MedicalNews reviews a series of studies found to be industry-funded and candidates for biased results
Indoor tanning is an unfavoured risky practice that has been studied by both the Centers for Disease Control and Prevention (CDC), and the World Health Organization (WHO). Author Maria Cohut explains that with the negative results determined by the CDC and WHO there are still studies conducted that have reached the opposite conclusion. Some studies for indoor tanning conclude that the practice is safe to take part in, and even possibly beneficial. The purpose of this article is to inform consumers of bias within industry funded studies. Cohut writes this informative article in a completely unbiased way using independent sources to back claims she makes.
Cohut looks into how these studies can exist when there is contradictory proof; she found that the researchers that had beneficial or positive outcomes from tanning studies received tanning industry funding. Funding skews the results of studies to the favoured outcome by causing researchers to focus on the positives and not mentioning the negatives. Cohut proves this with the use of a study by the BMJ whose authors looked at studies and research concerning indoor tanning where they found that 78% of the industry funded studies reached a positive outcome, and only 4% of non-industry funded studies had the same results.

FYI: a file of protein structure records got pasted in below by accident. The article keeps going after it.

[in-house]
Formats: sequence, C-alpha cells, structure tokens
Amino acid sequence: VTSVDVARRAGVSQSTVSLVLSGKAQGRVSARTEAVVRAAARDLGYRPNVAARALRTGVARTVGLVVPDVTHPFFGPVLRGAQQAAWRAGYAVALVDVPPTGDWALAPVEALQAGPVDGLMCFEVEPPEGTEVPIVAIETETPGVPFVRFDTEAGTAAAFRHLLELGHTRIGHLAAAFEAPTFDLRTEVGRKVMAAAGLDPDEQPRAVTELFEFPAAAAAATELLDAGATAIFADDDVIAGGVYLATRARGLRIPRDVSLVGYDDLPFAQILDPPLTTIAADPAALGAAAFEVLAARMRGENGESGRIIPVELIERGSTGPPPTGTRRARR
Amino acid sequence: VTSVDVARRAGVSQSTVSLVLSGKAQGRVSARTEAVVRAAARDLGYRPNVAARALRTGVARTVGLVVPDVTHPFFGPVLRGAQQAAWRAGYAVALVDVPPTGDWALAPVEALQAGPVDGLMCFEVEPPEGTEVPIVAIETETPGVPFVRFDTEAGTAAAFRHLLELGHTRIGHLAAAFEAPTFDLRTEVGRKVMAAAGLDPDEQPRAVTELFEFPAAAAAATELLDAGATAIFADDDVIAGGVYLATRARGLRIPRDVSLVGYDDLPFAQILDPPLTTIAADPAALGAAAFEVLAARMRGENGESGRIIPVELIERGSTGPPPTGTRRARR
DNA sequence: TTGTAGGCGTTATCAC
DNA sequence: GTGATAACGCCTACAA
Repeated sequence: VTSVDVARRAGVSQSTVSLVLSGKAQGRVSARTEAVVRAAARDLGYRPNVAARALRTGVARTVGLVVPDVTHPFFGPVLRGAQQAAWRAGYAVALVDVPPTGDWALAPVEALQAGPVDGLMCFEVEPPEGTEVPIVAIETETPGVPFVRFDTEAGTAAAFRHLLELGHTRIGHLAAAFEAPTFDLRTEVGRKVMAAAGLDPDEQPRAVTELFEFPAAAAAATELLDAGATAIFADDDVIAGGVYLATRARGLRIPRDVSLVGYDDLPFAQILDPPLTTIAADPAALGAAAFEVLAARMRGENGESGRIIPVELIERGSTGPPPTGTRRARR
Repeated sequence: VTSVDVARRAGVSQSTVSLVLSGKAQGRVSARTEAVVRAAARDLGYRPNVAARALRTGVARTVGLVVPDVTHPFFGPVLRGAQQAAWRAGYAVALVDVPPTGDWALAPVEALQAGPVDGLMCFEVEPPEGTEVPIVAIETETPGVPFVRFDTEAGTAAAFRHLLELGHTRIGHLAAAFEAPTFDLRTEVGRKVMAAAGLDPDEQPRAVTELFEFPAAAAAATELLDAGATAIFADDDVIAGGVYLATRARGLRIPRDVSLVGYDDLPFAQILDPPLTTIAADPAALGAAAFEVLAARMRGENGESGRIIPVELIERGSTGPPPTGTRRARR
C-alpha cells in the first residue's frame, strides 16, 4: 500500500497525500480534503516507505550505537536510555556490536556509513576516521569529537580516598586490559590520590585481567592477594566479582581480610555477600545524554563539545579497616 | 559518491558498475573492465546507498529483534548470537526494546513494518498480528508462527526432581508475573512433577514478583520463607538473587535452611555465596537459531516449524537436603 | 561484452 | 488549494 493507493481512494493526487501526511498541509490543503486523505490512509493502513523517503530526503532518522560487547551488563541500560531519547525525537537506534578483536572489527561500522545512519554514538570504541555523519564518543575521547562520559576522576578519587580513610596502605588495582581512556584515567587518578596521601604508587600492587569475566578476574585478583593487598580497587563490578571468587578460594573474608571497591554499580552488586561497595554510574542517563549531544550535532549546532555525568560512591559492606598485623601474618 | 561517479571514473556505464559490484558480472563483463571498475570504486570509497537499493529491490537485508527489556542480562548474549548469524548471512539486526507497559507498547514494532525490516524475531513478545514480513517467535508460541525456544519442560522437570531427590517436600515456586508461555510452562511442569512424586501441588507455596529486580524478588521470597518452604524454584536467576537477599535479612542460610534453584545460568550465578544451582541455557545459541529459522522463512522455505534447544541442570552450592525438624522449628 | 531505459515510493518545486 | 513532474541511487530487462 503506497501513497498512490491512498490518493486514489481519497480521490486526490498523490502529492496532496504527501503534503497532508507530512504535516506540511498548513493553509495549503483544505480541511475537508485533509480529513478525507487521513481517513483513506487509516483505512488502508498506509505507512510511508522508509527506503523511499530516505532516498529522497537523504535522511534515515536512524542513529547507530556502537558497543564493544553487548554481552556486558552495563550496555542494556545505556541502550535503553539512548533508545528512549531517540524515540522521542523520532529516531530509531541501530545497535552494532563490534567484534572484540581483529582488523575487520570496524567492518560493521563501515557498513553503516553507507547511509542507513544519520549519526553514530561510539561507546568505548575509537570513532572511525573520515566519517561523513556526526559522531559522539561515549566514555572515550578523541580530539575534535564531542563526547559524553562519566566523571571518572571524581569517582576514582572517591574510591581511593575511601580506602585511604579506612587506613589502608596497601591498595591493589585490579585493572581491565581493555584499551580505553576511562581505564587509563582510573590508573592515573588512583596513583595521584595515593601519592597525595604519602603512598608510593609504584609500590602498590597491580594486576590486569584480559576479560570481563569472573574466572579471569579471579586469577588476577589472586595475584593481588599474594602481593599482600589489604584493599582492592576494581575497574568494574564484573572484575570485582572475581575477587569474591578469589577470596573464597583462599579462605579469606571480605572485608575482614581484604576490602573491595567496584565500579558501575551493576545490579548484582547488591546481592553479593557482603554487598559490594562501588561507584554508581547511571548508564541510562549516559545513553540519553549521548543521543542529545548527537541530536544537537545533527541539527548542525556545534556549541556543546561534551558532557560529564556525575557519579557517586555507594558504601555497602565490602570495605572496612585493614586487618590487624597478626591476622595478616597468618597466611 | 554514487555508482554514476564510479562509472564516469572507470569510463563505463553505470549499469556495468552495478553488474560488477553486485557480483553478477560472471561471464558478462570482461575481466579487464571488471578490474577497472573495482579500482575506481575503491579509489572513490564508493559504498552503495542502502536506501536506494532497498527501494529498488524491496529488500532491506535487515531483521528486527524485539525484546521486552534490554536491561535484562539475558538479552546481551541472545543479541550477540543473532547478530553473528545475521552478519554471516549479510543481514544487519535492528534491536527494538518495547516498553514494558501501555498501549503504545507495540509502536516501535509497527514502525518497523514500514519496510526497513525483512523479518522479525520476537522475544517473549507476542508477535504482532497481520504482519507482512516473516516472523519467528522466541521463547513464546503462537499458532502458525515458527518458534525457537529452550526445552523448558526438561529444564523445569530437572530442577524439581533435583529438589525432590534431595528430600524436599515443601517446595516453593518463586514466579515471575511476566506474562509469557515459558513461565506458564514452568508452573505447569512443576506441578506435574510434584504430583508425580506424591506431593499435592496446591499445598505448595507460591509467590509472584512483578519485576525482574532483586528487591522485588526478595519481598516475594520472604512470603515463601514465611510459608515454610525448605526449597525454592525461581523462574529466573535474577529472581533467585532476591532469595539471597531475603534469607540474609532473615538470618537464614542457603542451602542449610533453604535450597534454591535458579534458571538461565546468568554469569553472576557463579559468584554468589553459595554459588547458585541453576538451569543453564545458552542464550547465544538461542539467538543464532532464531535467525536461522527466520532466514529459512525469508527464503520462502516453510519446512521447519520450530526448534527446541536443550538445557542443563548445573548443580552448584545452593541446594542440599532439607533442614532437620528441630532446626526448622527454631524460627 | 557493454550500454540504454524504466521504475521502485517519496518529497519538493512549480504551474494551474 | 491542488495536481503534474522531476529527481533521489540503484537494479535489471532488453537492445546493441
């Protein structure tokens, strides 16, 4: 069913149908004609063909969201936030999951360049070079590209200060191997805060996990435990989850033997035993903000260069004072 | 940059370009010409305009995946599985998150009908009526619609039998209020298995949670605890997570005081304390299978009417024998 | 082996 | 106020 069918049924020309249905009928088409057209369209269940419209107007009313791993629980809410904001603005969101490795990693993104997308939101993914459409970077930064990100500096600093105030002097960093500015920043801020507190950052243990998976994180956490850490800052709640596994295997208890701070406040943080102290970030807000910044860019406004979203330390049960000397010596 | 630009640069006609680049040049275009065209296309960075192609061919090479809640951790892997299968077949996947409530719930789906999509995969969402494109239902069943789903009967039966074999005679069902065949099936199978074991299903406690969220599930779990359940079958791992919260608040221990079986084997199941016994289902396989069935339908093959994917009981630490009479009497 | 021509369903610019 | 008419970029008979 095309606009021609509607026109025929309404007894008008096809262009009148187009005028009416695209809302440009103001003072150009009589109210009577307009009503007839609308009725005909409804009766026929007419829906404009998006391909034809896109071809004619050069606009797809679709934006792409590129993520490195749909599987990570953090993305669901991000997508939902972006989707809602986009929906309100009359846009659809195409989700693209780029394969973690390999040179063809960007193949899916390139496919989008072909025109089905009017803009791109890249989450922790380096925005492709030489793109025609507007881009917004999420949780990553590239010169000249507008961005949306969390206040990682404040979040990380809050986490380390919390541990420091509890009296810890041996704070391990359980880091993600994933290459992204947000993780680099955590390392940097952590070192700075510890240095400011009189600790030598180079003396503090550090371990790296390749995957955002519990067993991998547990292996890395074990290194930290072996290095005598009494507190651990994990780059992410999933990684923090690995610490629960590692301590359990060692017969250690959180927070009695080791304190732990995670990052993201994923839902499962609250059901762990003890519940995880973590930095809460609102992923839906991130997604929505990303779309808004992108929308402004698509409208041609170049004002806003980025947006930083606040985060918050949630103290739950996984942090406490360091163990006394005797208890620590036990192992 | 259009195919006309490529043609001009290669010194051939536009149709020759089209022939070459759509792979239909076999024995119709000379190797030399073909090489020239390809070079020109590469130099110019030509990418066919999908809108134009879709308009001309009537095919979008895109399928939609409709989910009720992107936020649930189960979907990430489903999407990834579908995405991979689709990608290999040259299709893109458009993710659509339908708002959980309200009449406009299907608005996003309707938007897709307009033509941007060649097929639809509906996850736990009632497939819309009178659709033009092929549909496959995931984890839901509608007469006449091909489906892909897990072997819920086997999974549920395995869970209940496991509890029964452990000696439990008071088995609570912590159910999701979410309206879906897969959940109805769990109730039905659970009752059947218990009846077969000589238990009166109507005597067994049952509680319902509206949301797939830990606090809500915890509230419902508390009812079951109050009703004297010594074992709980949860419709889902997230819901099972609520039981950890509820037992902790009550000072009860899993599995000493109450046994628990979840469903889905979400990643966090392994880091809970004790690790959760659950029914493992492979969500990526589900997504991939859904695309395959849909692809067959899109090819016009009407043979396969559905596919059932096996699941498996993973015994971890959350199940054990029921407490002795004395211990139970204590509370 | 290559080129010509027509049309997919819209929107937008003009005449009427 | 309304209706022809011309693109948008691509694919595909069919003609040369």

Cohut does not sway from the title and intent of the article and proves throughout the article, with help from independent sources, that industry funding can in fact skew the results of research and studies. She is sure to include that the scale of the positively skewed research is relatively small but is still harmful to a person who is misinformed. This is the first study done on the subject, but the results of monitoring funded studies prove a conflict of interest. Overall, the article does a good job explaining how industry funding can interfere with studies by skewing the results to a biased and favoured outcome.
Maria Cohut reports in Medical News Today on a systematic review done to assess the possible bias of industry-funded research articles on the safety and effects of indoor tanning. Cohut reports that the research, conducted at Stanford University School of Medicine, found that 50 of the 691 studies examined received financial backing from the indoor tanning industry, and 78% of those studies presented positive data about the practice. The study also notes that only 4% of the non-financially backed studies provided similar positive conclusions. The review of the indoor tanning literature was published in the peer-reviewed journal the BMJ. It concludes that bias is indeed present in these industry-backed studies and therefore, encourages people to be careful when interpreting evidence presented by scientific literature.
Cohut provides an unbiased and easy-to-read discussion of the methods and findings of the systematic review. The article begins by providing expert definitions of indoor tanning and the current warnings of the practice by the CDC and the WHO, which is helpful background on the subject. Then, Cohut goes on to discuss the Stanford research study and clearly outlines the scientific process they used, an important aid to readers who would perhaps be unfamiliar with how a systematic literature review is conducted. Providing additional independent sources to explain the problem of bias in industry-funded research studies could have given readers a deeper understanding of the larger issues at hand. However, overall, Cohut provides a concise and well-explained report on the indoor tanning literature study.
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